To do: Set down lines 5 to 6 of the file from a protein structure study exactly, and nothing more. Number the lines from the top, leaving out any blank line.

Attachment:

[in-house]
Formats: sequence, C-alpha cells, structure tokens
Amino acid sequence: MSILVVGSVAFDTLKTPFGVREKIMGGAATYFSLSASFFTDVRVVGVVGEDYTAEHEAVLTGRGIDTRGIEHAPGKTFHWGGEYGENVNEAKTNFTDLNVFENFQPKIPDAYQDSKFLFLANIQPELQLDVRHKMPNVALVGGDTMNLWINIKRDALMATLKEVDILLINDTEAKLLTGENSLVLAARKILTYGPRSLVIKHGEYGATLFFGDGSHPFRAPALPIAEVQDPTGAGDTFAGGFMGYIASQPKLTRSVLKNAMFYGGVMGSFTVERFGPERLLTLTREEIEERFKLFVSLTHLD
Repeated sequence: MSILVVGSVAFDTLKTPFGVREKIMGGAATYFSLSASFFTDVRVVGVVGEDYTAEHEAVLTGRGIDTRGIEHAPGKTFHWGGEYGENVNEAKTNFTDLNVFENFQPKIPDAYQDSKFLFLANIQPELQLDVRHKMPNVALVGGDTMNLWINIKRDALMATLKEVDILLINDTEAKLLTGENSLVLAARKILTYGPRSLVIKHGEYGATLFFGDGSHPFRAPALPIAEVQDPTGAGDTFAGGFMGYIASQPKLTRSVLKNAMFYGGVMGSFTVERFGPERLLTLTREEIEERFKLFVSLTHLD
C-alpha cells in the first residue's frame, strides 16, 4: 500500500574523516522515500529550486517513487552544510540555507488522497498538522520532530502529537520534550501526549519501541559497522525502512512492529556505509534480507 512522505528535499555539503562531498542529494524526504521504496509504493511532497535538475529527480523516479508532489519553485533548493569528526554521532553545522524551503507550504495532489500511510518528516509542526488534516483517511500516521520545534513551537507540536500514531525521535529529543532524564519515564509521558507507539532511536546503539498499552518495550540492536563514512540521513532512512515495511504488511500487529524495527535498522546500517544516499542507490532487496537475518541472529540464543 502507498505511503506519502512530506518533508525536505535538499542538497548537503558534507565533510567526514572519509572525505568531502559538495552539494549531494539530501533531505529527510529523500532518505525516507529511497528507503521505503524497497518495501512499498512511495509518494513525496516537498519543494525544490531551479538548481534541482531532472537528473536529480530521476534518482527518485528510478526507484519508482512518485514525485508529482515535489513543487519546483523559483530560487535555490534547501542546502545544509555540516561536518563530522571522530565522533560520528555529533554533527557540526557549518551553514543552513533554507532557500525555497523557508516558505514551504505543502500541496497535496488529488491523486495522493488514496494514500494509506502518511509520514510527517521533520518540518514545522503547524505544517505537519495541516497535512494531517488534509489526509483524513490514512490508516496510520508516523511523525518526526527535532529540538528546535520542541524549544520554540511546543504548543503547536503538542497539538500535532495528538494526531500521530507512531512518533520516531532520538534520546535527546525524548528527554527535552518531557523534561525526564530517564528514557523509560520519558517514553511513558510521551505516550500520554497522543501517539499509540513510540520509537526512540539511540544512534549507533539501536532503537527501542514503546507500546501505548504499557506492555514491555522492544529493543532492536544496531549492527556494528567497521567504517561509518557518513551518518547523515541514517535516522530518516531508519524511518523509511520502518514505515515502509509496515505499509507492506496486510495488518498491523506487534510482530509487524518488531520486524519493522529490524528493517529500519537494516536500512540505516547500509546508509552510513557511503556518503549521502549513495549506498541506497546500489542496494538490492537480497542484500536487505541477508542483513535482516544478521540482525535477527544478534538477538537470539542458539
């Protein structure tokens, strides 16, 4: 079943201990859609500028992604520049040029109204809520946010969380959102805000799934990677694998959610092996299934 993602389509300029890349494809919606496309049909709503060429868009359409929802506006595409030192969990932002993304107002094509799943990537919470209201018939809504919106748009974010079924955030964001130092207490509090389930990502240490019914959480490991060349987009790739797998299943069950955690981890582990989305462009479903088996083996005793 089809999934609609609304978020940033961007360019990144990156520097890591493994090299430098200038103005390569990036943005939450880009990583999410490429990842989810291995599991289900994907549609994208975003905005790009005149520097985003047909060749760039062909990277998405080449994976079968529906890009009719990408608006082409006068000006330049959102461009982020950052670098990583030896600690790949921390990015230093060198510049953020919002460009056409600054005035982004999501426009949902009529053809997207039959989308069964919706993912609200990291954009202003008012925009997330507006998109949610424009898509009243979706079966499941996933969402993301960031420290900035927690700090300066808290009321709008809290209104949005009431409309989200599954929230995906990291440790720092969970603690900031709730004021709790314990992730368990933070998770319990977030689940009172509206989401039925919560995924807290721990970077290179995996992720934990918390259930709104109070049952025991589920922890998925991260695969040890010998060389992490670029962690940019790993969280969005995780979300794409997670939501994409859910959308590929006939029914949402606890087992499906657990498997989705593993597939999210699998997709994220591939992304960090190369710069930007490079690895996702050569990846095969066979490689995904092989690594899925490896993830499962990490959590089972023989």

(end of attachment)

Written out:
C-alpha cells in the first residue's frame, strides 16, 4: 500500500574523516522515500529550486517513487552544510540555507488522497498538522520532530502529537520534550501526549519501541559497522525502512512492529556505509534480507 512522505528535499555539503562531498542529494524526504521504496509504493511532497535538475529527480523516479508532489519553485533548493569528526554521532553545522524551503507550504495532489500511510518528516509542526488534516483517511500516521520545534513551537507540536500514531525521535529529543532524564519515564509521558507507539532511536546503539498499552518495550540492536563514512540521513532512512515495511504488511500487529524495527535498522546500517544516499542507490532487496537475518541472529540464543 502507498505511503506519502512530506518533508525536505535538499542538497548537503558534507565533510567526514572519509572525505568531502559538495552539494549531494539530501533531505529527510529523500532518505525516507529511497528507503521505503524497497518495501512499498512511495509518494513525496516537498519543494525544490531551479538548481534541482531532472537528473536529480530521476534518482527518485528510478526507484519508482512518485514525485508529482515535489513543487519546483523559483530560487535555490534547501542546502545544509555540516561536518563530522571522530565522533560520528555529533554533527557540526557549518551553514543552513533554507532557500525555497523557508516558505514551504505543502500541496497535496488529488491523486495522493488514496494514500494509506502518511509520514510527517521533520518540518514545522503547524505544517505537519495541516497535512494531517488534509489526509483524513490514512490508516496510520508516523511523525518526526527535532529540538528546535520542541524549544520554540511546543504548543503547536503538542497539538500535532495528538494526531500521530507512531512518533520516531532520538534520546535527546525524548528527554527535552518531557523534561525526564530517564528514557523509560520519558517514553511513558510521551505516550500520554497522543501517539499509540513510540520509537526512540539511540544512534549507533539501536532503537527501542514503546507500546501505548504499557506492555514491555522492544529493543532492536544496531549492527556494528567497521567504517561509518557518513551518518547523515541514517535516522530518516531508519524511518523509511520502518514505515515502509509496515505499509507492506496486510495488518498491523506487534510482530509487524518488531520486524519493522529490524528493517529500519537494516536500512540505516547500509546508509552510513557511503556518503549521502549513495549506498541506497546500489542496494538490492537480497542484500536487505541477508542483513535482516544478521540482525535477527544478534538477538537470539542458539
């Protein structure tokens, strides 16, 4: 079943201990859609500028992604520049040029109204809520946010969380959102805000799934990677694998959610092996299934 993602389509300029890349494809919606496309049909709503060429868009359409929802506006595409030192969990932002993304107002094509799943990537919470209201018939809504919106748009974010079924955030964001130092207490509090389930990502240490019914959480490991060349987009790739797998299943069950955690981890582990989305462009479903088996083996005793 089809999934609609609304978020940033961007360019990144990156520097890591493994090299430098200038103005390569990036943005939450880009990583999410490429990842989810291995599991289900994907549609994208975003905005790009005149520097985003047909060749760039062909990277998405080449994976079968529906890009009719990408608006082409006068000006330049959102461009982020950052670098990583030896600690790949921390990015230093060198510049953020919002460009056409600054005035982004999501426009949902009529053809997207039959989308069964919706993912609200990291954009202003008012925009997330507006998109949610424009898509009243979706079966499941996933969402993301960031420290900035927690700090300066808290009321709008809290209104949005009431409309989200599954929230995906990291440790720092969970603690900031709730004021709790314990992730368990933070998770319990977030689940009172509206989401039925919560995924807290721990970077290179995996992720934990918390259930709104109070049952025991589920922890998925991260695969040890010998060389992490670029962690940019790993969280969005995780979300794409997670939501994409859910959308590929006939029914949402606890087992499906657990498997989705593993597939999210699998997709994220591939992304960090190369710069930007490079690895996702050569990846095969066979490689995904092989690594899925490896993830499962990490959590089972023989």